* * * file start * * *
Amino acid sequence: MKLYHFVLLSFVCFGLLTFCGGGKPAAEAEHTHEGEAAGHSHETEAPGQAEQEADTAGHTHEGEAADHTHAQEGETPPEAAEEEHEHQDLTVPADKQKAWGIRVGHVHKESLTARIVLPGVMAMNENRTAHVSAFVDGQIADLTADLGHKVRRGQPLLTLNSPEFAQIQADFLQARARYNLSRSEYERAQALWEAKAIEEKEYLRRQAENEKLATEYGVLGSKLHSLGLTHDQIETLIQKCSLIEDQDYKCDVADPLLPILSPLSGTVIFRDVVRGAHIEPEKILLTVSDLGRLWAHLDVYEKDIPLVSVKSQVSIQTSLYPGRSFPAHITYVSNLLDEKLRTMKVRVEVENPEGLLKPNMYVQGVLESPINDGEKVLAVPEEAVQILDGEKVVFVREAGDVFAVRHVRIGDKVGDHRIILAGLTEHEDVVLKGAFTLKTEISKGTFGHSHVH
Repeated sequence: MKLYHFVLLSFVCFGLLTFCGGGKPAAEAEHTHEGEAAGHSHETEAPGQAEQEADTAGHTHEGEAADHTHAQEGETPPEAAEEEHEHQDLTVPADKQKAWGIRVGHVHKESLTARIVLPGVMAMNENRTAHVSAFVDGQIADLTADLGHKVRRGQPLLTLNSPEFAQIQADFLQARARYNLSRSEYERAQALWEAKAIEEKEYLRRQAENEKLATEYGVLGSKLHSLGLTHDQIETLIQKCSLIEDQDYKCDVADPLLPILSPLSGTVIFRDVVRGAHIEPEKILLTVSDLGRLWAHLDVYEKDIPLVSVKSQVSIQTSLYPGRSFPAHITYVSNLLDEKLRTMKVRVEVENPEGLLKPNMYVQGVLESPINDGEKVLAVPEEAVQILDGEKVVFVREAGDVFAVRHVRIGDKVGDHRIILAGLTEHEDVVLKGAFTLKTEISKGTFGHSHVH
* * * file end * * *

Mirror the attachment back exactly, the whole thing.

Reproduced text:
Amino acid sequence: MKLYHFVLLSFVCFGLLTFCGGGKPAAEAEHTHEGEAAGHSHETEAPGQAEQEADTAGHTHEGEAADHTHAQEGETPPEAAEEEHEHQDLTVPADKQKAWGIRVGHVHKESLTARIVLPGVMAMNENRTAHVSAFVDGQIADLTADLGHKVRRGQPLLTLNSPEFAQIQADFLQARARYNLSRSEYERAQALWEAKAIEEKEYLRRQAENEKLATEYGVLGSKLHSLGLTHDQIETLIQKCSLIEDQDYKCDVADPLLPILSPLSGTVIFRDVVRGAHIEPEKILLTVSDLGRLWAHLDVYEKDIPLVSVKSQVSIQTSLYPGRSFPAHITYVSNLLDEKLRTMKVRVEVENPEGLLKPNMYVQGVLESPINDGEKVLAVPEEAVQILDGEKVVFVREAGDVFAVRHVRIGDKVGDHRIILAGLTEHEDVVLKGAFTLKTEISKGTFGHSHVH
Repeated sequence: MKLYHFVLLSFVCFGLLTFCGGGKPAAEAEHTHEGEAAGHSHETEAPGQAEQEADTAGHTHEGEAADHTHAQEGETPPEAAEEEHEHQDLTVPADKQKAWGIRVGHVHKESLTARIVLPGVMAMNENRTAHVSAFVDGQIADLTADLGHKVRRGQPLLTLNSPEFAQIQADFLQARARYNLSRSEYERAQALWEAKAIEEKEYLRRQAENEKLATEYGVLGSKLHSLGLTHDQIETLIQKCSLIEDQDYKCDVADPLLPILSPLSGTVIFRDVVRGAHIEPEKILLTVSDLGRLWAHLDVYEKDIPLVSVKSQVSIQTSLYPGRSFPAHITYVSNLLDEKLRTMKVRVEVENPEGLLKPNMYVQGVLESPINDGEKVLAVPEEAVQILDGEKVVFVREAGDVFAVRHVRIGDKVGDHRIILAGLTEHEDVVLKGAFTLKTEISKGTFGHSHVH